Check out today's (Friday, 1st week in Advent) Office of Readings, where St. Anselm helps us cultivate Advent longing. Here's most of it:

Insignificant man, escape from your everyday business for a short while, hide for a moment from your restless thoughts. Break off from your cares and troubles and be less concerned about your tasks and labors. Make a little time for God and rest a while in him.Enter into your mind’s inner chamber. Shut out everything but God and whatever helps you to seek him; and when you have shut the door, look for him. Speak now to God and say with your whole heart: I seek your face; your face, Lord, I desire. 


Lord most high, what shall this exile do, so far from you? What shall your servant do, tormented by love of you and cast so far from your face?
Lord, you are my God and you are my Lord, and I have never seen you. You have made me and remade me, and you have given me all the good things I possess and still I do not know you. I was made in order to see you, and I have not yet done that for which I was made.
Lord, how long will it be? How long, Lord, will you forget us? How long will you turn your face away from us? When will you look upon us and hear us? When will you enlighten our eyes and show us your face? When will you give yourself back to us?Teach me to seek you, and when I seek you show yourself to me, for I cannot seek you unless you teach me, nor can I find you unless you show yourself to me. Let me seek you in desiring you and desire you in seeking you, find you in loving you.


End of the World? Bring it on!
Or at least, let's keep our sense of humor about it. 












2 comments:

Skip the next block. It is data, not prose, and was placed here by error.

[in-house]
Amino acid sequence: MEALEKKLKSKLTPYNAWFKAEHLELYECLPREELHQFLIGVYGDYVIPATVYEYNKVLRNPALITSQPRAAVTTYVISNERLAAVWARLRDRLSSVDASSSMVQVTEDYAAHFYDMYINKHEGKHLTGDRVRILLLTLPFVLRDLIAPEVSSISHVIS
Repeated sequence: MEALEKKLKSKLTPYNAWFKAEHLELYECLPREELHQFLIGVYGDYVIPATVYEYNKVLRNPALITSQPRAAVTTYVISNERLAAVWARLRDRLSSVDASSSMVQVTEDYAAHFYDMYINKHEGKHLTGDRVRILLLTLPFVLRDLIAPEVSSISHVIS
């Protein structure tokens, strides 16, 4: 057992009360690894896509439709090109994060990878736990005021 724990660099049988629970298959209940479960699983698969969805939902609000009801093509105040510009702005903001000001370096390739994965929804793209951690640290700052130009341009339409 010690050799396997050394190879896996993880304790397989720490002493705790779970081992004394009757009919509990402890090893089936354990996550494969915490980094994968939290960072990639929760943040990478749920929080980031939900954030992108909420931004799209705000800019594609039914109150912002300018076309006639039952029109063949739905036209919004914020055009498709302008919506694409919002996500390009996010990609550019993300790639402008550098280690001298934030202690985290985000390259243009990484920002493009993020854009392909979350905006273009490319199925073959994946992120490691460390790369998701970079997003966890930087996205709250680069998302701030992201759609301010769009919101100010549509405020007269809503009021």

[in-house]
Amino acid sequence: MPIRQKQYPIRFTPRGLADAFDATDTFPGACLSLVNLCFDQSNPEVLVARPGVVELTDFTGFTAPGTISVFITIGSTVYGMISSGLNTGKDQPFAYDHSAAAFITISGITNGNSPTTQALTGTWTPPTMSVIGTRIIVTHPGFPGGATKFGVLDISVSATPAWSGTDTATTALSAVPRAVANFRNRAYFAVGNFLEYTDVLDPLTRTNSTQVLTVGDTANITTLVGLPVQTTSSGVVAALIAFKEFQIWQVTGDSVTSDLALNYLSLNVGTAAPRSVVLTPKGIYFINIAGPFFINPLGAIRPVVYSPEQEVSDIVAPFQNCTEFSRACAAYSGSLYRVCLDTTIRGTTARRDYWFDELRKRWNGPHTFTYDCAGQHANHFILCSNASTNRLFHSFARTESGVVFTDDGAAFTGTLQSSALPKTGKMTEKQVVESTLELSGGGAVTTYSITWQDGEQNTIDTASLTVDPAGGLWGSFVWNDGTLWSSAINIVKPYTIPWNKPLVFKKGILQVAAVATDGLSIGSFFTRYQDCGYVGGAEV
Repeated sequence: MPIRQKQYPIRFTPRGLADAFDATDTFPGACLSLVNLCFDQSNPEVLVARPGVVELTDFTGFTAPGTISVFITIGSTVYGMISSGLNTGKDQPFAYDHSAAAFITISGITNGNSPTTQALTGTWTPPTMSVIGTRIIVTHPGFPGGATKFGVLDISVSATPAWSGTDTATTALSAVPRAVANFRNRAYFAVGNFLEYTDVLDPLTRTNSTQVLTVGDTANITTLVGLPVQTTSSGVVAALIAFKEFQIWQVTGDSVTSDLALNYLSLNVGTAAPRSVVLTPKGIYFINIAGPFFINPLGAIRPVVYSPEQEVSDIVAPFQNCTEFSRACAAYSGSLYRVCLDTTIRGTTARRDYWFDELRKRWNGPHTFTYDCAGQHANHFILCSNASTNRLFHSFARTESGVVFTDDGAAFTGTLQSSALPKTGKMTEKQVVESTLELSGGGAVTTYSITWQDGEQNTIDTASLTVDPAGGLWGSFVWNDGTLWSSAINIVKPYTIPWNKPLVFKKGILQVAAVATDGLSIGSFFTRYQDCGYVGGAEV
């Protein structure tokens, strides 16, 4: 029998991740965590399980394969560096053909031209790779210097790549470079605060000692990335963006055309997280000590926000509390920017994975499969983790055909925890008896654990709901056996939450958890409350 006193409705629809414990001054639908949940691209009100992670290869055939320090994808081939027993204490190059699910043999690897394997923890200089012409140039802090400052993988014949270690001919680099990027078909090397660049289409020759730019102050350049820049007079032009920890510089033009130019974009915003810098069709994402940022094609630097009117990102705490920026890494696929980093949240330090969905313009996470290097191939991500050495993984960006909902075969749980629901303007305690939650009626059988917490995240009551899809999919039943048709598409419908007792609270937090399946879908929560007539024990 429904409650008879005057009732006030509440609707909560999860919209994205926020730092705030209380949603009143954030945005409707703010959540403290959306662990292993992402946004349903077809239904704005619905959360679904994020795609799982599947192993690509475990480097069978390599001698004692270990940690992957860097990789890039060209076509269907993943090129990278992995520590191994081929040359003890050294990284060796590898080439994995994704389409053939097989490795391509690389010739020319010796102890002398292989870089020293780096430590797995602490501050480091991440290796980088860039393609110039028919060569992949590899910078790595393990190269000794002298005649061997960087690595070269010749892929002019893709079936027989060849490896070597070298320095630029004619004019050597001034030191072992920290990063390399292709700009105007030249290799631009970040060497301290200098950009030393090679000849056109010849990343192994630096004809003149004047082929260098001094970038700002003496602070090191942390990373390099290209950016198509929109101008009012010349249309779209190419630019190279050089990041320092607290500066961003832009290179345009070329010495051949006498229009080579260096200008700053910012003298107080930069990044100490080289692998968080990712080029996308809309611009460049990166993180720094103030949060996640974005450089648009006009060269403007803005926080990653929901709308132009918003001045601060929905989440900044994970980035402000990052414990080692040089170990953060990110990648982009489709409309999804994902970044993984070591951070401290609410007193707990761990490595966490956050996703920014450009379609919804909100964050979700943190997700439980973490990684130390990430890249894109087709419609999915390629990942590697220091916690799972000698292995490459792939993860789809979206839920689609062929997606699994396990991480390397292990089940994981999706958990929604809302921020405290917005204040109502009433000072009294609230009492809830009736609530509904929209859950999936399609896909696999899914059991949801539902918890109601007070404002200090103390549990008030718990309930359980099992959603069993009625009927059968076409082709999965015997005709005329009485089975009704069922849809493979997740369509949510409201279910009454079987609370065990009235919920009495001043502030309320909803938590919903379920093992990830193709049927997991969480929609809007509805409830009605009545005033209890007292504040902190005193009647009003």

1. But it's so paradoxical. How do I "want" the end of the world and at the same time also "want" the present world to become a better place? How do I "want" a future for my children? And most of us, if given a choice between death and life at this moment, would choose to go on living. We believe in the value of suffering, yet if we are suffering, we seek relief, and also, if others are suffering we seek to relieve their pain. I can only see it as *wanting* (trying to, anyway) God's will, in every circumstance, remembering that "God's will" is His wisdom and His love; it is His plan. That's the only way I can look at these things. What I pray for is to "want Him," according to His plan--which corresponds to what is truly good for me and for those I love.

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  2. I agree it's a paradox. I remember, as a kid who didn't know any better, actually praying for the grace of martyrdom. Then I married, had my first child, and,suddenly recalling that idiotic prayer,saying, "I take that back, Lord!" Saying it repeatedly.

    But I do think the Advent Attitude is more than resignation to God's will-whatever-that-may-be. I think it's at least a little more on the side of trying to think about the end (be that normal death or apocalypse) with courage "for the sake of the joy that lies ahead".